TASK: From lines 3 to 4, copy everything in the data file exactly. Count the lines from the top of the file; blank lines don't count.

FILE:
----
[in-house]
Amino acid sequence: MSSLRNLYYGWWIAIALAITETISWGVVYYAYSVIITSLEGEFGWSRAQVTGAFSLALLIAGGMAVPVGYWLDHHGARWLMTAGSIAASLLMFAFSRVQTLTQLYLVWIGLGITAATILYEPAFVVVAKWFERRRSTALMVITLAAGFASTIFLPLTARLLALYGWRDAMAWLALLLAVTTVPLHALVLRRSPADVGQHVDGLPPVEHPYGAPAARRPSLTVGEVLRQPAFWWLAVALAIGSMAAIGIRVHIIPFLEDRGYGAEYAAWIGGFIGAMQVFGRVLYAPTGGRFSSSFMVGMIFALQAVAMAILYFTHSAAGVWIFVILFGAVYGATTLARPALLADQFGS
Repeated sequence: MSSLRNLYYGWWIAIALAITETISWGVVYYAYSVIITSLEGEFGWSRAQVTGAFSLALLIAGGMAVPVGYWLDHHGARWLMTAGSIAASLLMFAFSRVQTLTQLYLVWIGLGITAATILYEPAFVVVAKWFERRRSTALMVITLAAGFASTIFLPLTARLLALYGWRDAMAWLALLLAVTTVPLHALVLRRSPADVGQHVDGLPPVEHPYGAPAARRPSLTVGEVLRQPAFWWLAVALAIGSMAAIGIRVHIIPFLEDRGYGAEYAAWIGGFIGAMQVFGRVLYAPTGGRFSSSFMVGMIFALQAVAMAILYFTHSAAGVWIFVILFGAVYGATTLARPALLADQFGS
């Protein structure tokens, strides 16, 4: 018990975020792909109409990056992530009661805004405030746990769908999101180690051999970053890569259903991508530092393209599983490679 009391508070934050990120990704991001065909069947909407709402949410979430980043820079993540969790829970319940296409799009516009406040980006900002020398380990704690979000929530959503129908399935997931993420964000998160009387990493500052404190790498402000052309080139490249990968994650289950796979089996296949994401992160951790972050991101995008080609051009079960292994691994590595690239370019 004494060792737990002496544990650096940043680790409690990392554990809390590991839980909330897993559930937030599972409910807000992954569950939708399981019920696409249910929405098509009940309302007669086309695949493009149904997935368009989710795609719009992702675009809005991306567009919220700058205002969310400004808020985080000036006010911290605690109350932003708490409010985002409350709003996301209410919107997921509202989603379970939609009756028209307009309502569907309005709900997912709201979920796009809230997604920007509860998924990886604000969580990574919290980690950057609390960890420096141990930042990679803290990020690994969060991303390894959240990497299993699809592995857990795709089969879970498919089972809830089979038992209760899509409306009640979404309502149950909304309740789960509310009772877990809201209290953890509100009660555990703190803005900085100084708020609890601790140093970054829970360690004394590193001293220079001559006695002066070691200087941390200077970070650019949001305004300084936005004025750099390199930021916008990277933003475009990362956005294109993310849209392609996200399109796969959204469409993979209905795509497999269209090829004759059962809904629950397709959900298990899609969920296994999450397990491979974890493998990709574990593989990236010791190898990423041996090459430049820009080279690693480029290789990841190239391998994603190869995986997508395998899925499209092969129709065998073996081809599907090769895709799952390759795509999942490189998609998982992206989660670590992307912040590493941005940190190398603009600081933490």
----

Repeated sequence: MSSLRNLYYGWWIAIALAITETISWGVVYYAYSVIITSLEGEFGWSRAQVTGAFSLALLIAGGMAVPVGYWLDHHGARWLMTAGSIAASLLMFAFSRVQTLTQLYLVWIGLGITAATILYEPAFVVVAKWFERRRSTALMVITLAAGFASTIFLPLTARLLALYGWRDAMAWLALLLAVTTVPLHALVLRRSPADVGQHVDGLPPVEHPYGAPAARRPSLTVGEVLRQPAFWWLAVALAIGSMAAIGIRVHIIPFLEDRGYGAEYAAWIGGFIGAMQVFGRVLYAPTGGRFSSSFMVGMIFALQAVAMAILYFTHSAAGVWIFVILFGAVYGATTLARPALLADQFGS
């Protein structure tokens, strides 16, 4: 018990975020792909109409990056992530009661805004405030746990769908999101180690051999970053890569259903991508530092393209599983490679 009391508070934050990120990704991001065909069947909407709402949410979430980043820079993540969790829970319940296409799009516009406040980006900002020398380990704690979000929530959503129908399935997931993420964000998160009387990493500052404190790498402000052309080139490249990968994650289950796979089996296949994401992160951790972050991101995008080609051009079960292994691994590595690239370019 004494060792737990002496544990650096940043680790409690990392554990809390590991839980909330897993559930937030599972409910807000992954569950939708399981019920696409249910929405098509009940309302007669086309695949493009149904997935368009989710795609719009992702675009809005991306567009919220700058205002969310400004808020985080000036006010911290605690109350932003708490409010985002409350709003996301209410919107997921509202989603379970939609009756028209307009309502569907309005709900997912709201979920796009809230997604920007509860998924990886604000969580990574919290980690950057609390960890420096141990930042990679803290990020690994969060991303390894959240990497299993699809592995857990795709089969879970498919089972809830089979038992209760899509409306009640979404309502149950909304309740789960509310009772877990809201209290953890509100009660555990703190803005900085100084708020609890601790140093970054829970360690004394590193001293220079001559006695002066070691200087941390200077970070650019949001305004300084936005004025750099390199930021916008990277933003475009990362956005294109993310849209392609996200399109796969959204469409993979209905795509497999269209090829004759059962809904629950397709959900298990899609969920296994999450397990491979974890493998990709574990593989990236010791190898990423041996090459430049820009080279690693480029290789990841190239391998994603190869995986997508395998899925499209092969129709065998073996081809599907090769895709799952390759795509999942490189998609998982992206989660670590992307912040590493941005940190190398603009600081933490």